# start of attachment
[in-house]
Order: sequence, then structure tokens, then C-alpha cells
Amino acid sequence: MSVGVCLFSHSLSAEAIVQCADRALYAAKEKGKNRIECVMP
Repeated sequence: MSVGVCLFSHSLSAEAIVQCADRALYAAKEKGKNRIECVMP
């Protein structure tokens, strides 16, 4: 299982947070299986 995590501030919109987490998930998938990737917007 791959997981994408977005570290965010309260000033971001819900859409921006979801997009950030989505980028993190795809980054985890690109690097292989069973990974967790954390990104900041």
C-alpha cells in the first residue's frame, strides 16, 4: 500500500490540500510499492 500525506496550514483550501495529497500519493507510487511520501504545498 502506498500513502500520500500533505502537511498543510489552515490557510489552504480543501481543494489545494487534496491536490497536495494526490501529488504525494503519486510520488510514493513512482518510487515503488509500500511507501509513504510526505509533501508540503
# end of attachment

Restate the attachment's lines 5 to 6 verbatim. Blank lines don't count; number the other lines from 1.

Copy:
């Protein structure tokens, strides 16, 4: 299982947070299986 995590501030919109987490998930998938990737917007 791959997981994408977005570290965010309260000033971001819900859409921006979801997009950030989505980028993190795809980054985890690109690097292989069973990974967790954390990104900041």
C-alpha cells in the first residue's frame, strides 16, 4: 500500500490540500510499492 500525506496550514483550501495529497500519493507510487511520501504545498 502506498500513502500520500500533505502537511498543510489552515490557510489552504480543501481543494489545494487534496491536490497536495494526490501529488504525494503519486510520488510514493513512482518510487515503488509500500511507501509513504510526505509533501508540503